Generational Lens

All too often, cinematic experiences are presented with complete focus on viewers interactions with and enjoyment specifically of film, while ignoring the key ingredient – the cinema. In contemporary discussion, film is often presented removed from the darkness of the physical cinema; images circulate in a range of industrial contexts, to be consumed and appreciated and a variety of ways (Birtwhistle, 2012, p. 108), but I want to bring the discussion back to the all important cinema. One cannot ignore the fact that as Netflix and home download options are taking over the movie industry, there has been a 14 per cent drop in the number of people visiting the cinema in Australia alone (Di Rosso, 2015). However, I would definitely assert that the physical cinema still has an integral role to play for society, in the formation of lasting media memories, and for the continuation of cinematic magic.

Cinema going, according to Allen (2011, p. 80) is undeniably a social experience, traditionally and still today. Thus the cinema inherently underpins the experience of film. It’s the place where young lovebirds can sneak a kiss in the cover of darkness, the place where cinematic stories of history unfold, and the place that enables cultural experiences to transcend situations, generations and locations  – as uncovered through cinema stories as told by my family.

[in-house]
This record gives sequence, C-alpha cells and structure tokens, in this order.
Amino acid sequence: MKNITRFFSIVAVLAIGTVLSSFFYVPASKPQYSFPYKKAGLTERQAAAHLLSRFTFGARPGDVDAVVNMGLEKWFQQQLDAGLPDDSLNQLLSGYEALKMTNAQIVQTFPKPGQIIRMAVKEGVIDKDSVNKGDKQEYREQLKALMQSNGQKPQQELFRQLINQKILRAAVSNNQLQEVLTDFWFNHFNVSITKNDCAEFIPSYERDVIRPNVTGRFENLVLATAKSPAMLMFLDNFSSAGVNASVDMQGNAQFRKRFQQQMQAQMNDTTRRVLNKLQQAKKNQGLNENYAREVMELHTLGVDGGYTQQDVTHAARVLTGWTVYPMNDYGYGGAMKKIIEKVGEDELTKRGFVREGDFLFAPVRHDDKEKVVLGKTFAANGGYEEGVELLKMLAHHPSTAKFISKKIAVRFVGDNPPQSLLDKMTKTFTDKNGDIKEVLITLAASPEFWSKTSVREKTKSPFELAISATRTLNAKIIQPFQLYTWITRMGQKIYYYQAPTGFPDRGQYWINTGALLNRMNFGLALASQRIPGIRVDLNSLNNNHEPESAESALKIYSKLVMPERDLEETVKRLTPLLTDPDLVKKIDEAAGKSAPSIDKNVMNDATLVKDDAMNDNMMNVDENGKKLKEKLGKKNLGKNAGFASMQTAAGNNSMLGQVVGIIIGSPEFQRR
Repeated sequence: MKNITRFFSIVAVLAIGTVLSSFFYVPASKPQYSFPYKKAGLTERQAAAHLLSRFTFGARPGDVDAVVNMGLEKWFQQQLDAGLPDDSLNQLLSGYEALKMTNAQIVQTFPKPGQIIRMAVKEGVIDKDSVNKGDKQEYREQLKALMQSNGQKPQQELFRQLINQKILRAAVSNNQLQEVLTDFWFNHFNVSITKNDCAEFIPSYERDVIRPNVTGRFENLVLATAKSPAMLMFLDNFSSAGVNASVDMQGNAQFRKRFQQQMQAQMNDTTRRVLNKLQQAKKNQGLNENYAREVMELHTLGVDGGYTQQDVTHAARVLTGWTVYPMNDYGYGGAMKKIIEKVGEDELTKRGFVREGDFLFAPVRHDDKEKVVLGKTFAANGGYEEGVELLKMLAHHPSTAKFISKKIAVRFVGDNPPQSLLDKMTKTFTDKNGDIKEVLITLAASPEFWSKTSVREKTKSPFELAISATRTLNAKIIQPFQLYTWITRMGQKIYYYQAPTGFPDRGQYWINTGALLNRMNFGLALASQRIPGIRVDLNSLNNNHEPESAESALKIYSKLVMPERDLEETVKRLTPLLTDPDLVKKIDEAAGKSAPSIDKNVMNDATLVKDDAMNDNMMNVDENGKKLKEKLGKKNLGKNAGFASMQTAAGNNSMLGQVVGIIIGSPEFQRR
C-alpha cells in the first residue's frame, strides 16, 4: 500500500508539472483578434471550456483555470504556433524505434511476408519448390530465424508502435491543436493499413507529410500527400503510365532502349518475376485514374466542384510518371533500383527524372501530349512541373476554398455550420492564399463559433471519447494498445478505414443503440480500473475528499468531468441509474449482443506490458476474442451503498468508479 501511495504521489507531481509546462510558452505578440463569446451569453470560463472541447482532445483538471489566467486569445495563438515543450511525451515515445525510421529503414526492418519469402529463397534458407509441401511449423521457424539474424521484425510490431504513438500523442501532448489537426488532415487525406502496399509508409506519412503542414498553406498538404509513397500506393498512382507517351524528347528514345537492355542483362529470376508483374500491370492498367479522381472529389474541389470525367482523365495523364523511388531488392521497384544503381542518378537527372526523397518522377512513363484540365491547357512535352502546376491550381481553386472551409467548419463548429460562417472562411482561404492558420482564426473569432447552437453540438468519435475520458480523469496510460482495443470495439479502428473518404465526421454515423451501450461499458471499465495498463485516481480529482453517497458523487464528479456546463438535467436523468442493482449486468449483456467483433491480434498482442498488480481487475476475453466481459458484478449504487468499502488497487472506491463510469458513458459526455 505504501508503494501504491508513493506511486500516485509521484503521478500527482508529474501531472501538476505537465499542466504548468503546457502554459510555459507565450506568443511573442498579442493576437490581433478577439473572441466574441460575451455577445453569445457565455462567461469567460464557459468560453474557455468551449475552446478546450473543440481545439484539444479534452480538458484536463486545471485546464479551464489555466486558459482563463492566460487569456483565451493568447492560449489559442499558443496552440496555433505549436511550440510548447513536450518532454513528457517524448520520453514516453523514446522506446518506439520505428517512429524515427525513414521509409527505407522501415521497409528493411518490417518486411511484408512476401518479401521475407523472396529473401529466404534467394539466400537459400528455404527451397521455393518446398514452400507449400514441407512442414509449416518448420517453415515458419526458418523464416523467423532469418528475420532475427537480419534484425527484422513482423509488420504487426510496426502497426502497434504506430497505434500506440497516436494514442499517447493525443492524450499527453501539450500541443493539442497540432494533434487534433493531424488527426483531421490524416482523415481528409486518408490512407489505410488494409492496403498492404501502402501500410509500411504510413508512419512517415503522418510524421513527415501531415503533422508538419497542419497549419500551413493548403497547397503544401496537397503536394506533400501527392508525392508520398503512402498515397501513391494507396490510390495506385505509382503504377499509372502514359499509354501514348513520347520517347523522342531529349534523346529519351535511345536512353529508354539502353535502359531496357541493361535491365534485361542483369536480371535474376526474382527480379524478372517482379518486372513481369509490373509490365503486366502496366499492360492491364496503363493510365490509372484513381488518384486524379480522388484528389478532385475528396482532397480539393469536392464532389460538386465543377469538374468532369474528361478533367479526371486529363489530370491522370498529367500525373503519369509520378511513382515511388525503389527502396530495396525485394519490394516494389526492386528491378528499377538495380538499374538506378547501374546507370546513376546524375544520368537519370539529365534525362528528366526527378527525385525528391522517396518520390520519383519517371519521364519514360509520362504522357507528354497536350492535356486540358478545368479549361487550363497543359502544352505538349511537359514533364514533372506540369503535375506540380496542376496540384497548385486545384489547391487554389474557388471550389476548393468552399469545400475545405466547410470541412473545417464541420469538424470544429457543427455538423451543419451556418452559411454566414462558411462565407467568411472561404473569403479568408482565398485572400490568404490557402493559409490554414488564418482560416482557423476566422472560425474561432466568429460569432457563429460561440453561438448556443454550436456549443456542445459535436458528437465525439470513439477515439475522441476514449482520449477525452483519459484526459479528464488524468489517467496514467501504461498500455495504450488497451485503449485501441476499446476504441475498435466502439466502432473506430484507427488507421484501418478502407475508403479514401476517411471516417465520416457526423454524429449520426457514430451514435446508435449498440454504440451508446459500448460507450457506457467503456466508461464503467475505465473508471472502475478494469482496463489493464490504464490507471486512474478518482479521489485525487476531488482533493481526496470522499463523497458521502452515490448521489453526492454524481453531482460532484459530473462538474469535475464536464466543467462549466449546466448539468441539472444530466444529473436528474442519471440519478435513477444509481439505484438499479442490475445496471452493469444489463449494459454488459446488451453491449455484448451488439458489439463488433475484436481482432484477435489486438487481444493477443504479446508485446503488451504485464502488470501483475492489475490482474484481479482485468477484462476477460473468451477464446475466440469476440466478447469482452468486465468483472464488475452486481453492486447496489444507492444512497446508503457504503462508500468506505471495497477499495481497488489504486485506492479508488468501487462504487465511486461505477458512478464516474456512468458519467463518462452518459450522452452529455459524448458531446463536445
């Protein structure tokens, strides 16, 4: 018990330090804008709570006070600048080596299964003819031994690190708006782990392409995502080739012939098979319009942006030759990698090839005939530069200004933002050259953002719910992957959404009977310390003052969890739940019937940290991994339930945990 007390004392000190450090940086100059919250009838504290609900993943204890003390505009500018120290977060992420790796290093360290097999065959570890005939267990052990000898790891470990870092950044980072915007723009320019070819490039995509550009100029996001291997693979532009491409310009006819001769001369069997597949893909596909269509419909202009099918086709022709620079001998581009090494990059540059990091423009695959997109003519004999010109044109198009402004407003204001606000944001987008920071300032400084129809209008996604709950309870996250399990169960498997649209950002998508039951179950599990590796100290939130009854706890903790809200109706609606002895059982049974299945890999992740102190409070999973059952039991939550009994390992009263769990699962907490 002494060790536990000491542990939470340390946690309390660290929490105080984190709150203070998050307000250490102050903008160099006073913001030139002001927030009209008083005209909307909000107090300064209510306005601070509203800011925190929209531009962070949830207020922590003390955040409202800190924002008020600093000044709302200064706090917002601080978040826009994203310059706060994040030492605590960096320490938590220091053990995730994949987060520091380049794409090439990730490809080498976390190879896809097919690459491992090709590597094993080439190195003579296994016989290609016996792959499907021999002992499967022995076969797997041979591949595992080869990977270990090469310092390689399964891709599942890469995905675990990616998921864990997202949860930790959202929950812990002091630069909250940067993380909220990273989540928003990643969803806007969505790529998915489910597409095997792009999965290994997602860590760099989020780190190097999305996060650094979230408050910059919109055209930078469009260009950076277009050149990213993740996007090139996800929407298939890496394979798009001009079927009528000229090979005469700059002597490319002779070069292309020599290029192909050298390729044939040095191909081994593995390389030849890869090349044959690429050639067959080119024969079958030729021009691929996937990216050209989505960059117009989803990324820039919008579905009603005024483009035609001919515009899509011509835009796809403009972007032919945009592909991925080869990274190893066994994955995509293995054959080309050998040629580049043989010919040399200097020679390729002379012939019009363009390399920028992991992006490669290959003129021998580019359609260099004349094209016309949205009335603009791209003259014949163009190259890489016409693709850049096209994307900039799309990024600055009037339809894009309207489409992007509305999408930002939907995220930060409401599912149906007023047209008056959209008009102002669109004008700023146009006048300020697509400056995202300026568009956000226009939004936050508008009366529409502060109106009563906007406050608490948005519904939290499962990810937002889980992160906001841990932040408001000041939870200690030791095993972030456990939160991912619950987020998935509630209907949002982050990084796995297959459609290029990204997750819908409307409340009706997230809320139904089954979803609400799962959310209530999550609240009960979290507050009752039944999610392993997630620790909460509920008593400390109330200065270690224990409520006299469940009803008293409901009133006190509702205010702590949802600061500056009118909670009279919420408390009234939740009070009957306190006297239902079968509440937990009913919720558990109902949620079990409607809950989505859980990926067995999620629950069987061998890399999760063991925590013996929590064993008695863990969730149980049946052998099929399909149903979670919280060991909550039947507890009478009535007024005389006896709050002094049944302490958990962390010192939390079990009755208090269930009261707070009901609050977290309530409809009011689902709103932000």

I want to start, firstly, by introducing once again my fabulous Nana, Valerie. You may remember her from previous posts ‘Not just a regular Nan, a cool Nan‘, and ‘Television Rules the Nation‘.

Screen Shot 2015-11-02 at 12.33.25 am
Nana Val aged 19, 1954

My Nan was devastatingly widowed by the love of her life, my maternal Granddad Ken, in 1976. Yet her memories of their many happy years together, now slightly foggy, are still cherished. Funnily enough, reminiscing about the past often finds its way to the UK cinemas of the 1950s and 1960s . During Valerie and Ken’s six years of courtship, and even after they were married, going to ‘the Pictures’ as it was then referred to, came second only to dancing. It was the inevitable first date venue and the rendezvous responsible for thousands of romance inspired stomach butterflies. The highlight for my Nana was often the walls chocolate ice cream, always gifted by Ken without fail, and the mint imperials she would supply in turn. It’s the small details that create the best memories.